Why Study the Book of Judges?

In those days there was no king in Israel. Everyone did what was right in his own eyes.
— Judges 17:6

The book of Judges is an important historical book in the Hebrew bible, full of colorful characters and memorable stories. Although the book is only 21 chapters long, it recounts a massive period of the history of Israel, approximately 350 years or 25% of the historical period described in the Old Testament. Judges is an honest book, dealing frankly with the sin of the people of Israel and the consequences that flow from such sin. And because Judges is an honest book, Judges is a scandalous book, full of enough sex and violence to make the writers of Game of Thrones blush. But despite its somber outlook, the book of Judges is a book of hope because it constantly points the readers to look for a better judge, a better leader, a better king.


The Downward Spiral of Judges

The book of Judges is also a cyclical book. As you read through the narrative, a distinct pattern emerges:

  1. Sin. The people rebel against God and worship the idols of the surrounding culture.
  2. Judgement. God allows an enemy nation to subjugate the people of Israel.
  3. Repentance. The people Israel realize their predicament and cry out for rescue.
  4. Deliverance. God raises up a judge, a military leader who conquers the oppressing enemy and brings freedom back to Israel.
  5. Peace. The oppression ends and the people experience a season of peace.

Unfortunately, each time the cycle ends it does not really end, as the people fall back into rebellion and apostasy over and over again. And each time they rebel, the nation is plunged more deeply into darkness, heartache, and fragmentation as a nation. As the book of Judges progresses, we see fewer and fewer of the people of Israel caring that they are being subjugated by foreign oppressors. As Tim Keller points out,

Othniel and Ehud had rallied all of Israel to fight their oppressors; Deborah and Barak took two tribes; Gideon had only 300. By Samson’s time, sin had so devastated the people of God that no on (including, for almost all his life, Samson himself) was willing to give themselves to the liberation battle.

This downward spiral serves as a narrative marker, signaling the next scene in this painful and tragic period in Israel’s history.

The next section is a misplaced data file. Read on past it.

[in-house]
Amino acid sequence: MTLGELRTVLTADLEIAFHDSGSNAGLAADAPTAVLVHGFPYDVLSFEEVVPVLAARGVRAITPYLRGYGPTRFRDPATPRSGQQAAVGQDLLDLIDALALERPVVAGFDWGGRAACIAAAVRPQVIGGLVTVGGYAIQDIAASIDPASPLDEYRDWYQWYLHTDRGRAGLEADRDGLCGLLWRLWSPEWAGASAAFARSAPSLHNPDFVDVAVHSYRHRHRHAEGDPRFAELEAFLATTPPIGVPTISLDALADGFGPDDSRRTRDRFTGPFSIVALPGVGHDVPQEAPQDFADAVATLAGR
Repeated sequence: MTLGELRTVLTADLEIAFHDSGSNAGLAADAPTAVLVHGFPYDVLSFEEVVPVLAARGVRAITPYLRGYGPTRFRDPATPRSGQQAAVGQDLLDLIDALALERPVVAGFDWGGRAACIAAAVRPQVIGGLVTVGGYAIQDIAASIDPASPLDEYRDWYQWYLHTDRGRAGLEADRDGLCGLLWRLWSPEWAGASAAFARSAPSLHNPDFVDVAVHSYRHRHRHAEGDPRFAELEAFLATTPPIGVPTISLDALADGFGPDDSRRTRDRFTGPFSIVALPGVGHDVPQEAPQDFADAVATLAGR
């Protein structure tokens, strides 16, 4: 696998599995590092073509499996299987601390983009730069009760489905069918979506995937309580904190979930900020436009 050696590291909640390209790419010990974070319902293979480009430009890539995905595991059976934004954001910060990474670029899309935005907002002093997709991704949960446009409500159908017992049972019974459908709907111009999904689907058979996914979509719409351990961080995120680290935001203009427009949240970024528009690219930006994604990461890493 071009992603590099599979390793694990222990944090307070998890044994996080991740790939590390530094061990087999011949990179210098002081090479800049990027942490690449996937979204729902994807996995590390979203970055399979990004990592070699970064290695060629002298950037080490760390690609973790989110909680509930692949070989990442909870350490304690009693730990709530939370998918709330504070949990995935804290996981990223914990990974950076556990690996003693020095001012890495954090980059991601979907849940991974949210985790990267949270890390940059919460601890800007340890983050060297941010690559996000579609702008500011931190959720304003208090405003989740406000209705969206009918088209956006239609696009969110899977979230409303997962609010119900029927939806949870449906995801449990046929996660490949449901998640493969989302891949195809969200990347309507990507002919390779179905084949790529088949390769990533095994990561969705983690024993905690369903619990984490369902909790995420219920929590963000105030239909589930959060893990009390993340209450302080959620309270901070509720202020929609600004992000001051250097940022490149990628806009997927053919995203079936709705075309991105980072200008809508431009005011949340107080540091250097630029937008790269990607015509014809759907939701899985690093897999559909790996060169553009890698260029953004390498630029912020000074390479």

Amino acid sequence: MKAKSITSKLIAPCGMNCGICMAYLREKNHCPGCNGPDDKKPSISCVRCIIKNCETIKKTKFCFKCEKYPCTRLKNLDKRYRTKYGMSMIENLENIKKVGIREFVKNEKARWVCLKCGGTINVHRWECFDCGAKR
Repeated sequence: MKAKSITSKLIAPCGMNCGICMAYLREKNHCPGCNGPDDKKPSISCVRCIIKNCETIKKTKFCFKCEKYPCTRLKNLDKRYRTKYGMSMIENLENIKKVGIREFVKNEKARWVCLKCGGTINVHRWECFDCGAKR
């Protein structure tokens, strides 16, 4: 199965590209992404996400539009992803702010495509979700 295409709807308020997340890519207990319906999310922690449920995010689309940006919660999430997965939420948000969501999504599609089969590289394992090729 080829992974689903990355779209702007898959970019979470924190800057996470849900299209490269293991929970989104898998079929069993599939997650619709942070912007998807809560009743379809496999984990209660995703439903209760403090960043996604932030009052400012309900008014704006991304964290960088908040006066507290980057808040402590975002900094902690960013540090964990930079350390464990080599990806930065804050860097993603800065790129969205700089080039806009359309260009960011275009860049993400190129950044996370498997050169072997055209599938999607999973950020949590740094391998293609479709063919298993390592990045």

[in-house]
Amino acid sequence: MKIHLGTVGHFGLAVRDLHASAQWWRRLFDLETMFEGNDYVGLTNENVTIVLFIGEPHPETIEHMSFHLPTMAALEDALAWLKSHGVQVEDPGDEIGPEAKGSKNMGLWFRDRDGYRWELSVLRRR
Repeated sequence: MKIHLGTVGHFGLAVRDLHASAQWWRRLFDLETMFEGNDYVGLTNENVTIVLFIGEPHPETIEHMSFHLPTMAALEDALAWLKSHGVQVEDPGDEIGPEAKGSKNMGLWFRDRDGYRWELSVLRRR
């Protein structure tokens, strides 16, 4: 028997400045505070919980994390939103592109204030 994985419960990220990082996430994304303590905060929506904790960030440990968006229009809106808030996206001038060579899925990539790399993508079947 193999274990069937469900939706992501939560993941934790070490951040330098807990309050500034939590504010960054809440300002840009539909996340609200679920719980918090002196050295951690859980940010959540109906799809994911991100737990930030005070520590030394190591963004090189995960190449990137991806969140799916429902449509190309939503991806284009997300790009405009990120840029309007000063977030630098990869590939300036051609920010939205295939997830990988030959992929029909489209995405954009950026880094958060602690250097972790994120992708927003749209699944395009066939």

Major Themes in the Book of Judges

As you read through Judges, several key themes emerge:

1. The search for genuine leadership. The book begins with the death of Joshua, and ends with the repeated refrain, “In those days there was no king in Israel. Everyone did what was right in his own eyes.” The longing for good leadership permeates every page of Judges. Even when God raises up leaders for Israel, these people are (mostly) deeply flawed individuals who leave the reader longing for a righteous king.

2. The disastrous consequences of compromise. As the downward spiral of Judges progresses, we see the example of a nation that progressively capitulates to the beliefs, practices, and worship of the surrounding culture. The book of Judges goes to great lengths to show us the pain that results when God’s people do not remain faithful to him.

3. God’s sovereignty over human affairs. As noted above, even the best leaders in Judges are still flawed individuals with flawed plans. Despite the flaws and failures of these judges, God is portrayed as fully and completely in control, leading and guiding his people through the moral fog toward his desired outcome. His sovereign purposes cannot be thwarted by man’s wickedness and foolishness.

4. God’s grace despite people’s rebellion and foolishness. Man’s wickedness is on full display in Judges, which enables a beautiful picture of God’s grace. Despite the persistent rebellion of the people, God’s heart of grace and mercy is even more persistent.


Why Study this Book?

You might be saying, "all of that information is interesting, Aaron, but why should Sound City commit more than 5 months to going through Judges? I know that our church regularly goes through books of the bible, but why this book at this time?" I think there are three important answers to that question.

1. Cultural Moment. One of the major problems throughout the story of the Judges is God’s people being more influenced by the surrounding culture than by God and his word. It is no stretch to say that in 2017 America, Christians are facing more pressure, opposition, and backlash than at any time in our history. By studying the book of Judges, we can be reminded and encouraged to remain faithful to Jesus no matter what the earthly consequences may be.

2. Leadership Lessons. Another major theme of Judges is the importance of quality leadership. While the meta-theme of the book points us to the need for an ultimate king (Jesus), there are a myriad of leadership lessons to learn along the way. I believe that these lessons will be very helpful for the people of Sound City as we continue to seek to engage suburbanites in greater community engagement, missional action, and heartfelt leadership.

3. Invitational. Judges is full of colorful characters and memorable stories; even many non-church folks are familiar with sections of this engaging book. Studying the book of Judges gives the members of Sound City an easy opportunity to invite friends, neighbors, and family to church as the stories will be easily engaging for both regular church attenders and newcomers alike.

We hope and pray that God uses this sermon series to go great things in and through Sound City. Join us as we kick off on January 15!